UNSUNG HEROES: Five Reasons Why Kenyans Who Host Diversity Immigrant Visa (Green Card) Winners are Unsung Heroes.

Welcome to the United States
Photo credit: Google images

Do you know of an unsung hero who you would like us to feature in our next issue? Please click here to send us an email about who they are, and why you think that they are unsung heroes.

It is that time of the year when most of us Kenyans living in the United States and in Canada are reminded of the vast differences between our adoptive countries and our biological one. The trees are changing from summer green to vibrant yellow, orange and burgundy colors that signal the change of season from hot, bikini and short shorts to chilly, boots and scarves. Stores and neighborhood are filled with scary skeletony spookiness, while pumpkin spiced latte is the go to drink for Starbucks snobs.

If you are anything like me, you probably chuckle to yourself as you walk past your neighbor’s house. Your neighbor, who is a die-hard Halloween fan, has the whole driveway filled with everything Halloweeny: large spiders, skeletons, lighted jack-o-lanterns, zombies, and ghosts complete with the eerie howls and yowls of a ghost lamenting its once tortured soul. You chuckle, not because it is funny, but because it reminds you of your first year in the United States, and your first ever Halloween experience. The fear and terror brought on by such “dark and evil decorations” in your neighborhood; so terrifying that the superstitious you couldn’t sleep for a week in spite of cradling your Bible every night, and calling home to ask your mother to pray for you. Now looking back, you laugh at yourself and your then naivety.  Culture shock. It’s real.

One the other side of the world, almost halfway across the globe, it is that time of the year when a different kind of excitement fills some households: October is the month that United States’ Diversity Immigrant Visa lottery (Green Card) application begins. With that comes friends, relatives, neighbors, village mates, and acquaintances, contacting anyone and everyone they know in the United States, with the hopes that those in the United States will help them as they work on their applications, and then as their hosts should they be among the winners. It is for this reason that I think that no one is more fitting to be celebrated as the first ever unsung hero in African Vines than Kenyans in the United States who host Diversity Immigrant Visa (Green Card) winners. Here are five reasons why:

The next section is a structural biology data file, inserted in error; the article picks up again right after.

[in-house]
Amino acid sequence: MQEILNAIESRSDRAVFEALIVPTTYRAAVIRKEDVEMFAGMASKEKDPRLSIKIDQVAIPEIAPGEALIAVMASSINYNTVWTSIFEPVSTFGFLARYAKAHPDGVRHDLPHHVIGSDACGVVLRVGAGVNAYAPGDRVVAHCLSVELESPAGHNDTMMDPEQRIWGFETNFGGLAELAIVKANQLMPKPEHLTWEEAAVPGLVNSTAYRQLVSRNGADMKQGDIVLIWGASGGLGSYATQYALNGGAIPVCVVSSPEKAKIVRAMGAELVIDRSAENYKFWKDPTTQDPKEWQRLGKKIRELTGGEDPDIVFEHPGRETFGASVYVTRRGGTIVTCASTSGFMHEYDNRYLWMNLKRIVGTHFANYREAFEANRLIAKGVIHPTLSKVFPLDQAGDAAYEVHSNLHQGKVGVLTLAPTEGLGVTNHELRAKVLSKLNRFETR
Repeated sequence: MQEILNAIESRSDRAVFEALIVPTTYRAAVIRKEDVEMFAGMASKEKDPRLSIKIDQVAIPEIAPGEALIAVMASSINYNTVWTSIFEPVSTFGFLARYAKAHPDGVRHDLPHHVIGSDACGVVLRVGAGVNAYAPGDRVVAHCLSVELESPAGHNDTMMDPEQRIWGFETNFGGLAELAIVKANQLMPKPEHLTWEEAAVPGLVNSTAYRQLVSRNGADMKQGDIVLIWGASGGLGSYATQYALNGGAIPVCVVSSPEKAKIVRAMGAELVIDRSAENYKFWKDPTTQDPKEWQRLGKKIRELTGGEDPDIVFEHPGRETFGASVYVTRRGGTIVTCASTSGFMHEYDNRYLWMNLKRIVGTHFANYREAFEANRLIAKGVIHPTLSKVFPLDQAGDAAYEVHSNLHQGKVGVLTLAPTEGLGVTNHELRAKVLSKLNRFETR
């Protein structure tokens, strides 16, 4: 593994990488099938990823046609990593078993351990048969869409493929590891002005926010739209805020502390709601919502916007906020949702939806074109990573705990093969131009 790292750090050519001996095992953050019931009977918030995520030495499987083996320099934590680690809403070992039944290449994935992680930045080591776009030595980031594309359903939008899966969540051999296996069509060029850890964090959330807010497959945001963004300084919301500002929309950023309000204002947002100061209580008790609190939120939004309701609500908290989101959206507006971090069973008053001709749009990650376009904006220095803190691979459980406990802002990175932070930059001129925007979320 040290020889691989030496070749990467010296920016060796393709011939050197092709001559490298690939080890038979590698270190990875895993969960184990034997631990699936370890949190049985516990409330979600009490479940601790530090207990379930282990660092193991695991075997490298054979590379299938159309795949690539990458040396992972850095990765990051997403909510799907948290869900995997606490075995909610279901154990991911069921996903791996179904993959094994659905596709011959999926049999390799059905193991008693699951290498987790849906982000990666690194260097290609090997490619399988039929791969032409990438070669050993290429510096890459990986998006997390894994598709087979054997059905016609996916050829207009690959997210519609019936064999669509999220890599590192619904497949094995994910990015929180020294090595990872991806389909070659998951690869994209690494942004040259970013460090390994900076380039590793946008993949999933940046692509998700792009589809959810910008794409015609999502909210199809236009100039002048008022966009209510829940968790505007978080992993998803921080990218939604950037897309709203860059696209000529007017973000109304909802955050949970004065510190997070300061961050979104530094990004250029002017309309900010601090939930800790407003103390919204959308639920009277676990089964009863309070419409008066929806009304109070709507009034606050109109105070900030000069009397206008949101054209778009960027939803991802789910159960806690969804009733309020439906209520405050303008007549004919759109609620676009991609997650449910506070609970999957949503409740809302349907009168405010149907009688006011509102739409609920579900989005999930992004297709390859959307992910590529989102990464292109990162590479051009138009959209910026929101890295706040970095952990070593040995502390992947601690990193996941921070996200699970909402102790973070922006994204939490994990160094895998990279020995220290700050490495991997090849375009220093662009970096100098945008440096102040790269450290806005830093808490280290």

1. Personal Chauffeur and Tour Guide

Chauffeur
Personal chauffeur and tour guide. Photo credit: Google images.

From the very moment you walked out of the airport at your point of entry to the United States, your hosts were there to pick you up, and drive you to their home. They asked you about how your flight was and pointed out landmarks including the United States flag dancing to the wind, the first clear proof that you were, indeed, in the United States. What you didn’t know is what your hosts had to go through to make sure that when your flight landed, they were there to meet you. Your hosts probably had to forgo that day’s wages as they had to take the day off. They probably scrambled and scrapped to pay for the gas that they were using to come pick you up from the airport. Others had probably just left a twelve hour shift where one of their patients had died, and  besides having had to deal with a mean supervisor and unpleasant colleagues.

They were tired and stressed out, but you couldn’t tell as you were so awestruck by the fact that you were finally in the United States that you couldn’t notice anything else.

Over the next couple of months, your hosts dropped you off and picked you up from job interviews, stores, malls, and hospitals. They invited you to tag along to church, events, gatherings and even introduced to other Kenyans, besides taking you on a tour of your new city. Through all these, your hosts never asked you for a dime. They were happy to be there for you, though it didn’t seem so sometimes .